I slide the book over the counter, cover down, and look at the cashier. A middle-aged woman – very short red hair, glasses, and the distinct air of a book-snob about her – looks back at me. My ruse hasn’t worked. She knows immediately what I’m buying. My mind is racing, imagining that the only thing that’s keeping her from saying something is the fact that the copy of Twilight that I’m about to buy is in English while she is German. I want to blurt out that I’m buying this thing, this literary abomination, for the sake of an experiment. For the sake of science, so to speak. Really quite self-sacrificial of me. But in the end I don’t say anything, not even hello/thank you/goodbye. Better to let her think I don’t speak German.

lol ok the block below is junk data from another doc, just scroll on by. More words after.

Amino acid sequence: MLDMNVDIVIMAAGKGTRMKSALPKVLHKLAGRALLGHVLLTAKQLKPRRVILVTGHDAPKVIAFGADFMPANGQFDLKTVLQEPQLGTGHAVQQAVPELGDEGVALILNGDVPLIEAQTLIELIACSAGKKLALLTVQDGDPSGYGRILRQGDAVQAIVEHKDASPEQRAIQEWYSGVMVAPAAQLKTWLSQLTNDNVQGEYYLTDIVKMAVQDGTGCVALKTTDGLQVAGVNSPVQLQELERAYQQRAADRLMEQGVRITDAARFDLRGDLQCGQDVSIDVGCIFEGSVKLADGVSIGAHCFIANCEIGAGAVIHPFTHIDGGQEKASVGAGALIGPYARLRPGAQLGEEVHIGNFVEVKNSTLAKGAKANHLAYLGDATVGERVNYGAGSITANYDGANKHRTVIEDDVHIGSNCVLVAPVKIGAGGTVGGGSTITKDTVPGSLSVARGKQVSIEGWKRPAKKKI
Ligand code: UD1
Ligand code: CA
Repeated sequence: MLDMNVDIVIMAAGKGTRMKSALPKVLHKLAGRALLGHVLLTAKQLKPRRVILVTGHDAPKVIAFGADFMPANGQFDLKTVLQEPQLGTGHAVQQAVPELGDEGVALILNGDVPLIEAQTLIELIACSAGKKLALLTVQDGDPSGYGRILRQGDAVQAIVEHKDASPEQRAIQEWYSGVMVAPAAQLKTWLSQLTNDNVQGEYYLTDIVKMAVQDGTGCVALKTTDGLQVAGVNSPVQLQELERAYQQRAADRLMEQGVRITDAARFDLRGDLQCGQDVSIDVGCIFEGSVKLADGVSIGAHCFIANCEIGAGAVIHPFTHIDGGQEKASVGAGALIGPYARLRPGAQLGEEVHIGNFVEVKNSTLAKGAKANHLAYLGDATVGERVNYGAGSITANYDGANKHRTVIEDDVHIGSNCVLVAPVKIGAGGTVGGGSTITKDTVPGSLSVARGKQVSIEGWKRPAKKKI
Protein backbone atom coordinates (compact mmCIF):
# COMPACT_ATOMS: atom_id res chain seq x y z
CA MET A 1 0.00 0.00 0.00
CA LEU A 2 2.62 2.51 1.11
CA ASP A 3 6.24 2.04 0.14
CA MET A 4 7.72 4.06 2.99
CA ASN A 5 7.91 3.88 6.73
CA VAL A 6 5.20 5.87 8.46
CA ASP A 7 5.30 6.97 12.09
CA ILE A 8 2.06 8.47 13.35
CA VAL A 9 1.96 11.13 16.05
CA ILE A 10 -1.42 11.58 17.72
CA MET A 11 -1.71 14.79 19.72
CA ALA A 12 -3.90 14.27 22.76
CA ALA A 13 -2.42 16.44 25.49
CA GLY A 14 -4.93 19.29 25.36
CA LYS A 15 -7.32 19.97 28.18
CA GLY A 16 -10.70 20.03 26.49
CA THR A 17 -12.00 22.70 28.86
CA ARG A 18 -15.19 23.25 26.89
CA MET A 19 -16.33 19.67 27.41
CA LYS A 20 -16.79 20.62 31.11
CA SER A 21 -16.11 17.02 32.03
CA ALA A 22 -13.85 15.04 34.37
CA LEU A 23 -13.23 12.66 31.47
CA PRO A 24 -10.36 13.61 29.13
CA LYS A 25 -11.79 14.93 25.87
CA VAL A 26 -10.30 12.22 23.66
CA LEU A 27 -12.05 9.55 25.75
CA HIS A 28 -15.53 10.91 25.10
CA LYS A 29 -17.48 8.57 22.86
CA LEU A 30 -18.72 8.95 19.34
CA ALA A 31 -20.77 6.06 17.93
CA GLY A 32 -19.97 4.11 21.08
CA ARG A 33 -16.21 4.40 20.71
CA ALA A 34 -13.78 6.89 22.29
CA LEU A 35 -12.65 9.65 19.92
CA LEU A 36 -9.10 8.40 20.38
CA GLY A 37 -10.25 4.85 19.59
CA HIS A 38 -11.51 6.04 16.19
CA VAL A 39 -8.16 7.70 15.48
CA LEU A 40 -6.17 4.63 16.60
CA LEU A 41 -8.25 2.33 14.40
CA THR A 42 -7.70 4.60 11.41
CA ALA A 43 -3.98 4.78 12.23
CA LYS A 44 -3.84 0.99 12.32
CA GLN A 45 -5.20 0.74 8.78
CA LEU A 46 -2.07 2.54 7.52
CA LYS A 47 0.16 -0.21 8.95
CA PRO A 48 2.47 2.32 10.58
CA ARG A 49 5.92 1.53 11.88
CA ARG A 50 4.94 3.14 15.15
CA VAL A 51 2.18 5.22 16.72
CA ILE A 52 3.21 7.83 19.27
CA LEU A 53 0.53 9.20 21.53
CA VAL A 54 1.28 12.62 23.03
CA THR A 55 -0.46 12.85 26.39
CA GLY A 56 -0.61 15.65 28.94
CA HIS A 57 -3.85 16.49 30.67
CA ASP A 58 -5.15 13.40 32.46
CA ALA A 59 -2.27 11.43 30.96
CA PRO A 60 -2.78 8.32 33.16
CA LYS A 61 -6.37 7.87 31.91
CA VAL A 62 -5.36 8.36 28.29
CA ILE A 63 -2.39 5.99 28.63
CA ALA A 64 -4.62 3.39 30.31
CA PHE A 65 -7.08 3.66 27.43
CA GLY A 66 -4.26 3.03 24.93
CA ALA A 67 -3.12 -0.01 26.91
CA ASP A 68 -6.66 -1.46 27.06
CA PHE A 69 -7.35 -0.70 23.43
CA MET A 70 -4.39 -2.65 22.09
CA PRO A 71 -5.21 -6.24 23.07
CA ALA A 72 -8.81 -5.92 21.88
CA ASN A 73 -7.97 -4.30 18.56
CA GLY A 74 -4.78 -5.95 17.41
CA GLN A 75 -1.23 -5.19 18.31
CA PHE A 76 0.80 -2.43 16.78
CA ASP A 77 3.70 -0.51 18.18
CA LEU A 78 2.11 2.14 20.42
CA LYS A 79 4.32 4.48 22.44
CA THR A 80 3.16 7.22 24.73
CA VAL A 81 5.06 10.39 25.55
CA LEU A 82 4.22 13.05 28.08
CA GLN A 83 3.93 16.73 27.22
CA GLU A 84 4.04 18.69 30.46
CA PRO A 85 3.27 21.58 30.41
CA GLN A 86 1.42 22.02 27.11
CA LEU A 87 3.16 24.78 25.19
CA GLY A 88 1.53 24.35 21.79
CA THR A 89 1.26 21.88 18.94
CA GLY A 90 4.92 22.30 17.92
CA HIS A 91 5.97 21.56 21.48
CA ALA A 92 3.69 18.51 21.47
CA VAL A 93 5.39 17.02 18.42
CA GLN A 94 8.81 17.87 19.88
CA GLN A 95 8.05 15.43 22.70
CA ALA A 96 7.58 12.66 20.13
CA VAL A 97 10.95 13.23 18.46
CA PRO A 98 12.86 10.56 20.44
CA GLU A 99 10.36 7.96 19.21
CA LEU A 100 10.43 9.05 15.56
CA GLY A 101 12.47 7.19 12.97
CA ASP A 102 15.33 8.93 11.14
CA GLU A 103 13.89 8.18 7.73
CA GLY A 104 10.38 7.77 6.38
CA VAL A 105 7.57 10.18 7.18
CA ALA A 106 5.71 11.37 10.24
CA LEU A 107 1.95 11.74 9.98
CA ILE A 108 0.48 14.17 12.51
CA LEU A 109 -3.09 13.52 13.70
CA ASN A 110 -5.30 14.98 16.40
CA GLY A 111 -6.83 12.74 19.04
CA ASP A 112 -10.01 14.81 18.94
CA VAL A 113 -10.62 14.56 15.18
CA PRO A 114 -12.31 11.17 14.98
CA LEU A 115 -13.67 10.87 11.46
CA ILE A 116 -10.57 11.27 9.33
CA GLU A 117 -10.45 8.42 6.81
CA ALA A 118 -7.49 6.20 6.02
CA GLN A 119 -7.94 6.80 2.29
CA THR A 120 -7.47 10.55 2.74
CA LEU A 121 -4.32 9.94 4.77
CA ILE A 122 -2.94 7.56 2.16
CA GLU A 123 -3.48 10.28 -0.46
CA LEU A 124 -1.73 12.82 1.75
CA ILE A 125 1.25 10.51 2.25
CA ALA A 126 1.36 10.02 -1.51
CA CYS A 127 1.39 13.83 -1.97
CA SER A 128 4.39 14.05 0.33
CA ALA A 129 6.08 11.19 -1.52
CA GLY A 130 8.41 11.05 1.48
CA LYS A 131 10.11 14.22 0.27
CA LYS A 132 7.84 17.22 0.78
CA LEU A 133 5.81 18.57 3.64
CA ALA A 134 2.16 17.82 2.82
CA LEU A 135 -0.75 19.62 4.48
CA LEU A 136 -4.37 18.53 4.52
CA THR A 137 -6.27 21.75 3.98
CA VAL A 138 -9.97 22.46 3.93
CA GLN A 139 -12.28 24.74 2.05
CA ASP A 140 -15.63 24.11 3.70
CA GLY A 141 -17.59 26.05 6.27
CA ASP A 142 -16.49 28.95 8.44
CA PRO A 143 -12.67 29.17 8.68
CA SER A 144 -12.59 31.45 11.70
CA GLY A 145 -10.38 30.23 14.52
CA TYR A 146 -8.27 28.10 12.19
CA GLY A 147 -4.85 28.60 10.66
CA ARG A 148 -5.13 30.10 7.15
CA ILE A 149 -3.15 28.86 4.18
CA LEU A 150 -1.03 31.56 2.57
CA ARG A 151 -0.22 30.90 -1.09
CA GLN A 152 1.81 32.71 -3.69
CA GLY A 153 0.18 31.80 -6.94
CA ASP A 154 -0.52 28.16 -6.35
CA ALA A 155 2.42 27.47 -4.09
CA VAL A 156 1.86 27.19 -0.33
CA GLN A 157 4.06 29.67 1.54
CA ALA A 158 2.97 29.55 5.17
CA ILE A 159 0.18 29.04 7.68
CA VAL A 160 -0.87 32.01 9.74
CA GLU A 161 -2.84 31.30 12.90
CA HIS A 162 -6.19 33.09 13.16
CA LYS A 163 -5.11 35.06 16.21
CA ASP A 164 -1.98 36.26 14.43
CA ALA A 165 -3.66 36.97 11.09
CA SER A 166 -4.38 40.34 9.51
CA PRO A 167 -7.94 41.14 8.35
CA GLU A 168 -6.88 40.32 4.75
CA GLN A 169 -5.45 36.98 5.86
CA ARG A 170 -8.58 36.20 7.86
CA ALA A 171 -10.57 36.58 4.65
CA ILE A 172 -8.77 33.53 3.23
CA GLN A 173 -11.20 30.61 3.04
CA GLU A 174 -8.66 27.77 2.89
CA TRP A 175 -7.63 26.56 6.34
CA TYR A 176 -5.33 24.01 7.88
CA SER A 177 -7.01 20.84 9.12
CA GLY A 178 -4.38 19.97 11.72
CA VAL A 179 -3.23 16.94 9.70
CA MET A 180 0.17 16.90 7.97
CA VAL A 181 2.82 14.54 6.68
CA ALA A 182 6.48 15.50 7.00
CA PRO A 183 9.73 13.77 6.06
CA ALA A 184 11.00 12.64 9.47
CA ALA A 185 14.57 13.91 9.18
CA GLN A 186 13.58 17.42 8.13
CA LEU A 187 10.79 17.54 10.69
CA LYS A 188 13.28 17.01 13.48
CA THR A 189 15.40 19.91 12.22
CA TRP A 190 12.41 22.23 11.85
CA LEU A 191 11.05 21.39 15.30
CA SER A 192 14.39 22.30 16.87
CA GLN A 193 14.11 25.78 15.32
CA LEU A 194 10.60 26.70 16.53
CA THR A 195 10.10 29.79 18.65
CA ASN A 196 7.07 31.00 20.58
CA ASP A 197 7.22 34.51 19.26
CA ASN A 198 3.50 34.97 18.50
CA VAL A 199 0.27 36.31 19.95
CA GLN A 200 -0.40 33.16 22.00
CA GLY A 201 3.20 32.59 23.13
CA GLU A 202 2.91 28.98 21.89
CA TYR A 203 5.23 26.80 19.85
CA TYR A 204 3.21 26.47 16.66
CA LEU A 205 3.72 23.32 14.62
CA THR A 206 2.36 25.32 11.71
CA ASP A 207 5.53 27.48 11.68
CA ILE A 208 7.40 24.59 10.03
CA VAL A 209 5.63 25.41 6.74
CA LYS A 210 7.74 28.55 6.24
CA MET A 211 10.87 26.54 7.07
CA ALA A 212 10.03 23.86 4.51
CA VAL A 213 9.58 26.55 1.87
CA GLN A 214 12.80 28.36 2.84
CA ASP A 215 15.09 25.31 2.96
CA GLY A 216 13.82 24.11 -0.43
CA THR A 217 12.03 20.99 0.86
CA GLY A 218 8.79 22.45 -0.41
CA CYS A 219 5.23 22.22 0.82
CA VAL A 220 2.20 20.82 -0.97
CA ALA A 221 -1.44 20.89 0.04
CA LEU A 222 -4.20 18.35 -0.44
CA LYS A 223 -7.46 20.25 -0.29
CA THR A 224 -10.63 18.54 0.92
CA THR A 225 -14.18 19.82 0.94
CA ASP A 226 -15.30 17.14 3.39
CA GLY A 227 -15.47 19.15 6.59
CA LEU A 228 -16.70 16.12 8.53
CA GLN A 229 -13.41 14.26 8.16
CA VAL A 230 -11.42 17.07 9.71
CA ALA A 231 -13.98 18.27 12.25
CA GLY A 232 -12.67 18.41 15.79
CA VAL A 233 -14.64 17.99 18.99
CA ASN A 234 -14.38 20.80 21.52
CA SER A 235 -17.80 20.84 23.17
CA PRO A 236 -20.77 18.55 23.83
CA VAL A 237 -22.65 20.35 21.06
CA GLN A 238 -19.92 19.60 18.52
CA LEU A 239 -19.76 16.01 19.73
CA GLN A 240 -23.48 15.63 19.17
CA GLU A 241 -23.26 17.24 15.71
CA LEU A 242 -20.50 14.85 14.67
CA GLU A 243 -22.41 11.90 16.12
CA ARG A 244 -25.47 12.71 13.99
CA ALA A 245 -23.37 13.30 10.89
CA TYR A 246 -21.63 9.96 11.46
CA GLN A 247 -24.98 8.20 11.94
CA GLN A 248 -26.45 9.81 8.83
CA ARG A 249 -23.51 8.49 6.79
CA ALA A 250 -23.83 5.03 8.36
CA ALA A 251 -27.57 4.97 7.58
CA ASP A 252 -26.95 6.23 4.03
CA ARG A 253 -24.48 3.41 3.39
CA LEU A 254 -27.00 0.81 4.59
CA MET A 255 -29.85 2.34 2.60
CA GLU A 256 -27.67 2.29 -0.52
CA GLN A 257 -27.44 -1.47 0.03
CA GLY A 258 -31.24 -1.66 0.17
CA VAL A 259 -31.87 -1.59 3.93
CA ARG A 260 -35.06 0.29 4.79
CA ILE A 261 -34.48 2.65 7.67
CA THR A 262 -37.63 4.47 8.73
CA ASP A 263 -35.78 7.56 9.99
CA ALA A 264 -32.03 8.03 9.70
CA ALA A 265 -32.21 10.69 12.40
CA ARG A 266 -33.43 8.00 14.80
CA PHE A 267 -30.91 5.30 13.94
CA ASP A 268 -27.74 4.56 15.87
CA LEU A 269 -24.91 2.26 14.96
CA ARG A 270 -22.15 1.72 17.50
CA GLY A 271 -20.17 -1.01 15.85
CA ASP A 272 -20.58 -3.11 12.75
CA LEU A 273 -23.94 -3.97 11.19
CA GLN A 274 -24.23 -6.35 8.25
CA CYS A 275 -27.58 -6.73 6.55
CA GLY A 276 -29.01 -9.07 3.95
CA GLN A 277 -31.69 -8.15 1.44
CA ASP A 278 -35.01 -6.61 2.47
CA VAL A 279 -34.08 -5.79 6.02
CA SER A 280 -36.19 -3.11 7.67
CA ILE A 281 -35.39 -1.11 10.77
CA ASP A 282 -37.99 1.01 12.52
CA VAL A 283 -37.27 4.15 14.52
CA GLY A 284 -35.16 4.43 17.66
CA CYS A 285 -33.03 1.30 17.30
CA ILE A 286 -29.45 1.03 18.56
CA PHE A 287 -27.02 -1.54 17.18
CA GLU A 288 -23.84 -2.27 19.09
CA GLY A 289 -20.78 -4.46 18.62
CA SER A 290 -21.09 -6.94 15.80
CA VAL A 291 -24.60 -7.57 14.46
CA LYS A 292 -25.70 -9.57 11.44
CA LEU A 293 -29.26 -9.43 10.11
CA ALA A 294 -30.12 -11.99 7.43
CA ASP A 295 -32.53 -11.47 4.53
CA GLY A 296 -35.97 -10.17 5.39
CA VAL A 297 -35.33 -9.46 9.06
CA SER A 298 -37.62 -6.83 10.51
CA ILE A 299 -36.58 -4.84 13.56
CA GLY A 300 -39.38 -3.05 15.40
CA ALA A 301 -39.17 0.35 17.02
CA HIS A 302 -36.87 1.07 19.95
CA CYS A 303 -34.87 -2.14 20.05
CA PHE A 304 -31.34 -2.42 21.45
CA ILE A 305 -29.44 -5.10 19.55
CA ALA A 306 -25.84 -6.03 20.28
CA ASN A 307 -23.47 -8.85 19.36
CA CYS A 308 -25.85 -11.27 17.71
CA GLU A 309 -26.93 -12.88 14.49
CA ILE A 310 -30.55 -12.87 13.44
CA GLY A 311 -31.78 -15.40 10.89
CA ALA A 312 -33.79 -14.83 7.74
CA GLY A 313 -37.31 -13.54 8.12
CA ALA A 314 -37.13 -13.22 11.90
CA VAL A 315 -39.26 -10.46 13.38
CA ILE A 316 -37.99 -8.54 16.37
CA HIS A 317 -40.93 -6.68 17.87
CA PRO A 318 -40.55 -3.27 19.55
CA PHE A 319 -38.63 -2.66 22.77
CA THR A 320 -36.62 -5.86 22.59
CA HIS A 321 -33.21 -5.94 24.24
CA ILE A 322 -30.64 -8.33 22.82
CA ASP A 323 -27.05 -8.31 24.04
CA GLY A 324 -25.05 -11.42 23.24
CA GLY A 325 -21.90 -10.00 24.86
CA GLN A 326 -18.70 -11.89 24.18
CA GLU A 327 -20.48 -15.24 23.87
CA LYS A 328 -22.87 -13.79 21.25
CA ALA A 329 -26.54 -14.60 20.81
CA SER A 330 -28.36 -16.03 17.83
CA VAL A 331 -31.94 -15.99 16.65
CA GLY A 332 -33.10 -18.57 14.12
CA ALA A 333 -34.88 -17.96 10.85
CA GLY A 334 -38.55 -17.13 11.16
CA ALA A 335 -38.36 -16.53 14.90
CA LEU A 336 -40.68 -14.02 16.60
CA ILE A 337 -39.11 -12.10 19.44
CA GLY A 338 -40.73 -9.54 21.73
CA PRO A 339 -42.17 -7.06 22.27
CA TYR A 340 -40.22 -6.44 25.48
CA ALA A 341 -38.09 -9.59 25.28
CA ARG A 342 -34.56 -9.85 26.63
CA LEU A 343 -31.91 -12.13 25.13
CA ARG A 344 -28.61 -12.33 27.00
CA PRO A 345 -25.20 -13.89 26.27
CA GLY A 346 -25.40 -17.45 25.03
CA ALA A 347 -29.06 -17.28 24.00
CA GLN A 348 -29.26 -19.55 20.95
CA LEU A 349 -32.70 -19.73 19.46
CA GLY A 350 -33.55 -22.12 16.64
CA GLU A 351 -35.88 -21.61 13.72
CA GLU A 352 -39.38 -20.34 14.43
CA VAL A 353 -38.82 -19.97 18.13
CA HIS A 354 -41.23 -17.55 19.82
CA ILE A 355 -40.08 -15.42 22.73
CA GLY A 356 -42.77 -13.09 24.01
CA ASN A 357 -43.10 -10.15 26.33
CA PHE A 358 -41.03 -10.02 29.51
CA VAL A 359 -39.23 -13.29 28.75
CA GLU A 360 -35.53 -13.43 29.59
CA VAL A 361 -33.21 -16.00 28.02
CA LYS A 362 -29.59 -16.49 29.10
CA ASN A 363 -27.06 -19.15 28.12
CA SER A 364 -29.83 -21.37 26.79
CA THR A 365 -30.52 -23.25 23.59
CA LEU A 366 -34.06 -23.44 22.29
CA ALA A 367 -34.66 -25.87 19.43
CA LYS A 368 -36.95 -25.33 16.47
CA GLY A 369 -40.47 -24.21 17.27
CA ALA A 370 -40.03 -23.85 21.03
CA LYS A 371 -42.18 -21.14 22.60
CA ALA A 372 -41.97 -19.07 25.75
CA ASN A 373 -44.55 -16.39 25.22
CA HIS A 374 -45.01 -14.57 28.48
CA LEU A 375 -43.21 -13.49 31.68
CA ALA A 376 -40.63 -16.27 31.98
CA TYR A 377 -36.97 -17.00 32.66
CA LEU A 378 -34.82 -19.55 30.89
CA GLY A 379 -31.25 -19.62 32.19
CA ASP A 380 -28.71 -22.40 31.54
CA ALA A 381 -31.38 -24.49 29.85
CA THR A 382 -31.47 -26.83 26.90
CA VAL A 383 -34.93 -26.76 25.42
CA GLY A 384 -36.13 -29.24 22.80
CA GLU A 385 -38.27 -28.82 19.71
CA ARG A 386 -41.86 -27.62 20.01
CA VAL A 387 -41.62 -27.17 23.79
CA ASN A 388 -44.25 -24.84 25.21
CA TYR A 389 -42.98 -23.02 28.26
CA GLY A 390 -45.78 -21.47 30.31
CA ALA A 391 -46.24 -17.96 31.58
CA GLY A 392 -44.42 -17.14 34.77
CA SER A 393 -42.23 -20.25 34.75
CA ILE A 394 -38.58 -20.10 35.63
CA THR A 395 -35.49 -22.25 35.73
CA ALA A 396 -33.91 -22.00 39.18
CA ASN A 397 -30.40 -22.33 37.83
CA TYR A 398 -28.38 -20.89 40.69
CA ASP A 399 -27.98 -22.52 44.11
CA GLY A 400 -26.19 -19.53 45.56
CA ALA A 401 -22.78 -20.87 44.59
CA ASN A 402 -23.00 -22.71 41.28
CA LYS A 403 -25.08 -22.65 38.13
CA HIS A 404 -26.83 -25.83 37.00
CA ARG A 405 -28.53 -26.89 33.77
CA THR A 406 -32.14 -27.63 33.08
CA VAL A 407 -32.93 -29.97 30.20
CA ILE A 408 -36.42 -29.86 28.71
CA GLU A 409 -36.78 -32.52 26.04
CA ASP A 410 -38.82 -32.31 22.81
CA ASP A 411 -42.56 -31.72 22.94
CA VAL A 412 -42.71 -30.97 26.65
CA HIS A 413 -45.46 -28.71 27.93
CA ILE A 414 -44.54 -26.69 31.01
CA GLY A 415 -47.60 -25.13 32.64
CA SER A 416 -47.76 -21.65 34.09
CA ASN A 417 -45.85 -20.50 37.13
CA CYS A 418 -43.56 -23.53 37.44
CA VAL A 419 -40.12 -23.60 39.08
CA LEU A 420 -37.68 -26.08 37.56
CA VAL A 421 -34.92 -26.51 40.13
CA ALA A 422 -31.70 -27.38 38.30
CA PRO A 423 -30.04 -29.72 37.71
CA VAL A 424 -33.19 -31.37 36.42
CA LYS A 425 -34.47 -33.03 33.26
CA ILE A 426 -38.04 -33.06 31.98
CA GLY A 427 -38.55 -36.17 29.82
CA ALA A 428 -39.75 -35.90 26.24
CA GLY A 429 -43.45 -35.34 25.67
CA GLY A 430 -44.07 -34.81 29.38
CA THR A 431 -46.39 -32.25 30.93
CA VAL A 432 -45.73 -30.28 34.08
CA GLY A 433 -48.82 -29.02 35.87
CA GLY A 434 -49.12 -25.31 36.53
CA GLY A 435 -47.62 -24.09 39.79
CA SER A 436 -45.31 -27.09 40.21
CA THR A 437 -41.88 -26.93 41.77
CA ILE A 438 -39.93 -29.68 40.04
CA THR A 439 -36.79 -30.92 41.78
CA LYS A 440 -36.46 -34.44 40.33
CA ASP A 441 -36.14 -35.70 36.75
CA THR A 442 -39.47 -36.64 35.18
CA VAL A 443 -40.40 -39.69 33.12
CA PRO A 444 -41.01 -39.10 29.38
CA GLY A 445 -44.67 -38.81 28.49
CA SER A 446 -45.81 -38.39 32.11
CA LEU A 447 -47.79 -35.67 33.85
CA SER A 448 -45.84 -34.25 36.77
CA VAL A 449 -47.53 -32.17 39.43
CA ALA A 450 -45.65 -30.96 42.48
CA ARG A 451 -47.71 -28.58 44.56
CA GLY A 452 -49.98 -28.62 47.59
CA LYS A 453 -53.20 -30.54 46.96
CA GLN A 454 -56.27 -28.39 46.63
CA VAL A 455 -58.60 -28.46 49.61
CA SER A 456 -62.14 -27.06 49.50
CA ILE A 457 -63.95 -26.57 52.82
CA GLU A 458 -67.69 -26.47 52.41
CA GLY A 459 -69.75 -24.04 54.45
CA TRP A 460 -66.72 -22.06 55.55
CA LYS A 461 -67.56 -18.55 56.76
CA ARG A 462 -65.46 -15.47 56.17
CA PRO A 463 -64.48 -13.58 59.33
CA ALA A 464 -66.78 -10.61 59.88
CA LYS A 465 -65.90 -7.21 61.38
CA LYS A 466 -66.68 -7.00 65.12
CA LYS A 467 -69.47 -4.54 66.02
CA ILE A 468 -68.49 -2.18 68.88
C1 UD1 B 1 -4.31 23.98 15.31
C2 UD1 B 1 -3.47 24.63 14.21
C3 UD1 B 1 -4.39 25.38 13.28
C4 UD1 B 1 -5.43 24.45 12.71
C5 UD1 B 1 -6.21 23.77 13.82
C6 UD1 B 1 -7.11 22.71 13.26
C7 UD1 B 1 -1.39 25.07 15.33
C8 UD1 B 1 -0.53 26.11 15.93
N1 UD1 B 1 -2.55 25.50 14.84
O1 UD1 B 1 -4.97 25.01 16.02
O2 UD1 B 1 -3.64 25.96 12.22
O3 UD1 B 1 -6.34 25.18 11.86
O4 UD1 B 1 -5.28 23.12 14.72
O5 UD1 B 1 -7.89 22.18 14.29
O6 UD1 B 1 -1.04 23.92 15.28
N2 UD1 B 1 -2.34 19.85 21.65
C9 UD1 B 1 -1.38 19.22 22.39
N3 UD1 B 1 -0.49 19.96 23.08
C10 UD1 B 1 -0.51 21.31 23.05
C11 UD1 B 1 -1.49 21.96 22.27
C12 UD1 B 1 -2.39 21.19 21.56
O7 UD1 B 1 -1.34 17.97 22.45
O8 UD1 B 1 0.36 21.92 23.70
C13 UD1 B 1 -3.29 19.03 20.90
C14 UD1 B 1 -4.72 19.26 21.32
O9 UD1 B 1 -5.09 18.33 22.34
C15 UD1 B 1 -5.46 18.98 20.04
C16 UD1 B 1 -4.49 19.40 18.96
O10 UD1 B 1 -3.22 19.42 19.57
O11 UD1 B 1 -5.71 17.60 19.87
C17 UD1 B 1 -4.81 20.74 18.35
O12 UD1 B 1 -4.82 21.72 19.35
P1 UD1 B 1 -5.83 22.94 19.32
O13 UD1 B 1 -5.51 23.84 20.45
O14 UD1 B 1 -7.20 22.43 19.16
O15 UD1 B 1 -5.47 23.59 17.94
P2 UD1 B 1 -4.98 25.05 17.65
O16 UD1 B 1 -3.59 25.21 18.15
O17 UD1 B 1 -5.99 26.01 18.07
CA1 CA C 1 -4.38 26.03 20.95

Outside of the bookstore I don’t have much time to look at the slim paperback that I just bought. I need to meet someone and I’m in a hurry. Also I’m not that keen on actually starting this little experiment of mine. Someone could get hurt.

My brain, for example.